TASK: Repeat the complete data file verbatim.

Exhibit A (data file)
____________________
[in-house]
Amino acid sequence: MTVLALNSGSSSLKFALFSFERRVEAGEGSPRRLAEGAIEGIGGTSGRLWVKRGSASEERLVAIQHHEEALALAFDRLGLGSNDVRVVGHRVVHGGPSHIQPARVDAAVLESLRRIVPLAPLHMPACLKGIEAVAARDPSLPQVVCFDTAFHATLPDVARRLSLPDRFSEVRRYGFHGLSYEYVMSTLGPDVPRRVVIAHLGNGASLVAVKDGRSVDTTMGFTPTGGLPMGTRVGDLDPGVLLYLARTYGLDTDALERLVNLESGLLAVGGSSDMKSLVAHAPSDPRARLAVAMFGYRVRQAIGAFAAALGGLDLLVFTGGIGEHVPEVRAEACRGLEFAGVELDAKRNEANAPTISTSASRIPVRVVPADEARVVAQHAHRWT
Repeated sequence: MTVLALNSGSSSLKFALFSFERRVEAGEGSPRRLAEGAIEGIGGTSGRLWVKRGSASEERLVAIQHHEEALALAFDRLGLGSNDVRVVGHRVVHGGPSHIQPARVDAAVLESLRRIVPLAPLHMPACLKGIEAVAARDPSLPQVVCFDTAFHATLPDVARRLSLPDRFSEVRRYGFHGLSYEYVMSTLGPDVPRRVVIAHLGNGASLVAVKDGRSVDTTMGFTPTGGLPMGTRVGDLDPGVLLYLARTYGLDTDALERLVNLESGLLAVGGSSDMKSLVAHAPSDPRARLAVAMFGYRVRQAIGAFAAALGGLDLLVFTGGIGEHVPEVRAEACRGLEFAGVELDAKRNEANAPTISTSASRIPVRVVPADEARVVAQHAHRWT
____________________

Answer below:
[in-house]
Amino acid sequence: MTVLALNSGSSSLKFALFSFERRVEAGEGSPRRLAEGAIEGIGGTSGRLWVKRGSASEERLVAIQHHEEALALAFDRLGLGSNDVRVVGHRVVHGGPSHIQPARVDAAVLESLRRIVPLAPLHMPACLKGIEAVAARDPSLPQVVCFDTAFHATLPDVARRLSLPDRFSEVRRYGFHGLSYEYVMSTLGPDVPRRVVIAHLGNGASLVAVKDGRSVDTTMGFTPTGGLPMGTRVGDLDPGVLLYLARTYGLDTDALERLVNLESGLLAVGGSSDMKSLVAHAPSDPRARLAVAMFGYRVRQAIGAFAAALGGLDLLVFTGGIGEHVPEVRAEACRGLEFAGVELDAKRNEANAPTISTSASRIPVRVVPADEARVVAQHAHRWT
Repeated sequence: MTVLALNSGSSSLKFALFSFERRVEAGEGSPRRLAEGAIEGIGGTSGRLWVKRGSASEERLVAIQHHEEALALAFDRLGLGSNDVRVVGHRVVHGGPSHIQPARVDAAVLESLRRIVPLAPLHMPACLKGIEAVAARDPSLPQVVCFDTAFHATLPDVARRLSLPDRFSEVRRYGFHGLSYEYVMSTLGPDVPRRVVIAHLGNGASLVAVKDGRSVDTTMGFTPTGGLPMGTRVGDLDPGVLLYLARTYGLDTDALERLVNLESGLLAVGGSSDMKSLVAHAPSDPRARLAVAMFGYRVRQAIGAFAAALGGLDLLVFTGGIGEHVPEVRAEACRGLEFAGVELDAKRNEANAPTISTSASRIPVRVVPADEARVVAQHAHRWT